A 211 Year Cycle in Sunspots?

221 Year Sunspot Cycles

Wolf sunspot numbers smoothed by 12 years (appr. 1 Jovian yr)
An interval of 221 years, which corresponds a cycle of 211 years unsmoothed.
On the lower line between 1600-1820,and
On the upper line between 1821-1994
Sunspots for the years from 1600-1699 estimated by Schove from aurorae

Tentative suggestions:
20 sunspot cycles = 18 2/3 Jovian years
Average length of sunspot cycle = 11.07 years
14 Jovian years = 15 sunspot cycles
158 years = 75% * 211 years = 2 Gleissberg cycles
Gleissberg cycle (7 consecutive cycles):
- minimum length = 6.07 Jovian years,
- maximum length = 7 Jovian years

The lower line:
Minima 1694 and 1810 (15 Wolfs), maximum 1784
The upper line:
Minimum 1901, maxima 1833, 1953, (2003 estimated)

For more information about the influence of Jupiter on sunspots:
Click here.


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The above is a summary.
For more information:
Goto http://personal.inet.fi/tiede/tilmari/sunspots.html or
Click here.

Variation in the length of the sunspot cycles.
Two modes of sunspot cycle length distributions.
Table 1. The cycle lengths since 1745.
Table 2. The sunspot cycle lengths classified.
About the cycle lengths before 1889.
About the cycle lengths after 1889.
Table 3. A probabilistic distribution of the sunspot cycles.
The sunspot mean length is a mean of means.
How accurate is the estimated sunspot cycle length?
Table 4. The lengths of sunspot cycles 19-21 based on different smoothing periods.
Table 5. The minima of sunspot cycles 19-22 based on the 5 lowest months.
Sunspot cycle length estimates extended to 500 years by auroral numbers.
Supercycles of 13-15 basic cycles.
Length of several cycles combined.
Table 6. 4, 8, and 16 cycles combined.
Table 7. Every 15 cycles combined between 1689-1996.
How do the sunspot minima relate to the Jovian perihelion?
Table 8. Sunspot minima compared to Jovian perihelion.
Table 9. The distance between the sunspot minimum and the Jovian perihelion.
Table 10. The most attractive distances between minima and perihelia.
The sunspot minima prefer an area around the Jovian perihelion.
The distance between minimum and perihelion is quantisized.
The sunspot minimum and the Jovian perihelion never exactly meet.
Table 11. The minima v. Jovian perihelion graphically.
The relation of the length of the cycle to its magnitude.
Table 12. The magnitude and the rise period to maximum.
Table 13. R(M) compared with the time of rise to maximum.
The maximum possible sunspot number.
Table 14. The residuals of the actual maximum magnitude compared with the theoretical value.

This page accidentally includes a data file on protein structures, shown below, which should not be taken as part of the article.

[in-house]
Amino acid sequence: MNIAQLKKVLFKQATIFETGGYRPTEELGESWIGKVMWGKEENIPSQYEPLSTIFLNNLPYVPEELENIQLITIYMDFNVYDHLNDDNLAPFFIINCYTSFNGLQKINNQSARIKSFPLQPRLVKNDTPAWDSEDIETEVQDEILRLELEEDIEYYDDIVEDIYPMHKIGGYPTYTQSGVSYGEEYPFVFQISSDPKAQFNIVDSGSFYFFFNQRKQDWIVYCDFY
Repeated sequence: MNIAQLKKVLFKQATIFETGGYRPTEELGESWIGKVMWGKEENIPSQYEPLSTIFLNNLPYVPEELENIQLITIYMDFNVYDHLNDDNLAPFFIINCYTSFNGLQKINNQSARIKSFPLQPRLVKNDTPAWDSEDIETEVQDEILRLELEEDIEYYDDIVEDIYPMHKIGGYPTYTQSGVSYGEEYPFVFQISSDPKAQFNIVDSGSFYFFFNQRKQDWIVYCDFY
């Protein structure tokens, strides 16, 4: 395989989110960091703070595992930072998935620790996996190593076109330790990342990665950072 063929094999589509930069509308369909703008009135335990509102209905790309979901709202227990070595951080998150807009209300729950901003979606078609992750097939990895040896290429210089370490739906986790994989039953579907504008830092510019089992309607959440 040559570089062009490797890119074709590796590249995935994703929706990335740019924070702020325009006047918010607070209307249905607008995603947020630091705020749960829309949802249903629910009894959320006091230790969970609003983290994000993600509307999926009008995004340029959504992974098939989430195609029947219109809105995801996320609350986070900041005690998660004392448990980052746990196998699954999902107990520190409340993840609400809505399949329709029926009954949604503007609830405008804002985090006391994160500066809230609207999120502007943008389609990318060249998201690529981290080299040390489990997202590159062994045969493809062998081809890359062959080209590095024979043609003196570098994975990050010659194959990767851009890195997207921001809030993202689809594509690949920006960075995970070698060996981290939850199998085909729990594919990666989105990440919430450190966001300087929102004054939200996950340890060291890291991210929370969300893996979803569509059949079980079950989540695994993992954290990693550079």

• PART 2: Jupiter and the Sun
  • - Average sunspot magnitude during 19 Jovian years 1762-1987.
    - Is the Jovian effect real or an artifact?
    - How many Jovian years are needed for the effect to show up?

  • PART 3: Minima, maxima and medians of the sunspots
  • - Magnitude minima.
    - Magnitude maxima.
    - Medians and quartiles.
    - The perihelian stability.

  • PART 4: From basic cycles to supercycles
  • - How long is the 11-year cycle?
    - The rules of Schove interpreted.
    -- The supercycle of 7 consecutive cycles.
    -- The supercycle of 14 consecutive cycles.
    - The Precambrian Elatina formation.
    - The Gleissberg cycle.

  • PART 5. The 200-year sunspot cycle is also a weather cycle.
  • - A 2000-year historical perspective.
    -- The Roman Empire and its demise.
    -- The Mayan Classic Period.
    -- When the Nile froze in 829 AD.
    -- Why is it Iceland and Greenland and not vice versa?
    -- Tambora did not cause it.
    -- The spotless century 200 AD.
    -- The recent warming caused by Sun.
    -- The 200-year weather pattern.
    - An autocorrelation analysis.
    -- Three variants of 200 years.
    -- The basic cycle length.
    -- The Gleissberg cycle put into place.
    - Some studies showing a 200-year cyclicity.
    - The periods of Cole.

  • PART 6: Searching supercycles by smoothing.
  • - Smoothing sunspot averages in 1768-1992 by one sunspot cycle.
    - Smoothing by the Hale cycle.
    - Smoothing by the Gleissberg cycle.
    - Double smoothing.
    - Omitting minima or taking into account only the active parts of the cycle.

    A double smoothed sunspot cycle





    One need not much wonder about the variation in temperature during the past 200 years,
    so much does it correlate with the activity of the Sun.
    The "greenhouse warming" gets here a natural (literally) explanation.

  • PART 7: Summary of supercycles and a hypercycle of 2289 years.



  • PART 8: Organizing the cycles into a web.